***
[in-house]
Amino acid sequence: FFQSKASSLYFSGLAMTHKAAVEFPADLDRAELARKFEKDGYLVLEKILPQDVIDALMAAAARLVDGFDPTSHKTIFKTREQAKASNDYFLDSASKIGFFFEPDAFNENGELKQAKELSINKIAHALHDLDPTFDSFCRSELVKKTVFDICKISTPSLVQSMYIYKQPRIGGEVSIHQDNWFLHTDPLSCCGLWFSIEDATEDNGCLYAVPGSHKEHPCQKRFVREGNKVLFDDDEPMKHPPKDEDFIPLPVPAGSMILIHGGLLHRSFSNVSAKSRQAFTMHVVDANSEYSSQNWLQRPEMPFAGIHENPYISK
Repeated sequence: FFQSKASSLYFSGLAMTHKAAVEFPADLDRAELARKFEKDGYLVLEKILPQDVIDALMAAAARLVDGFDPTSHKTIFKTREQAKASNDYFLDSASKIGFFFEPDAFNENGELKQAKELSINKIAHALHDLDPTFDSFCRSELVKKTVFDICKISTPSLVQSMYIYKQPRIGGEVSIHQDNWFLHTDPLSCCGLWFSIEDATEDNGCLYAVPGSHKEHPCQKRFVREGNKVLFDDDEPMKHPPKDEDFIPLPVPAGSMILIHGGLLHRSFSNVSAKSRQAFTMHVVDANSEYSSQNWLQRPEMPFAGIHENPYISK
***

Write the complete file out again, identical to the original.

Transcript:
[in-house]
Amino acid sequence: FFQSKASSLYFSGLAMTHKAAVEFPADLDRAELARKFEKDGYLVLEKILPQDVIDALMAAAARLVDGFDPTSHKTIFKTREQAKASNDYFLDSASKIGFFFEPDAFNENGELKQAKELSINKIAHALHDLDPTFDSFCRSELVKKTVFDICKISTPSLVQSMYIYKQPRIGGEVSIHQDNWFLHTDPLSCCGLWFSIEDATEDNGCLYAVPGSHKEHPCQKRFVREGNKVLFDDDEPMKHPPKDEDFIPLPVPAGSMILIHGGLLHRSFSNVSAKSRQAFTMHVVDANSEYSSQNWLQRPEMPFAGIHENPYISK
Repeated sequence: FFQSKASSLYFSGLAMTHKAAVEFPADLDRAELARKFEKDGYLVLEKILPQDVIDALMAAAARLVDGFDPTSHKTIFKTREQAKASNDYFLDSASKIGFFFEPDAFNENGELKQAKELSINKIAHALHDLDPTFDSFCRSELVKKTVFDICKISTPSLVQSMYIYKQPRIGGEVSIHQDNWFLHTDPLSCCGLWFSIEDATEDNGCLYAVPGSHKEHPCQKRFVREGNKVLFDDDEPMKHPPKDEDFIPLPVPAGSMILIHGGLLHRSFSNVSAKSRQAFTMHVVDANSEYSSQNWLQRPEMPFAGIHENPYISK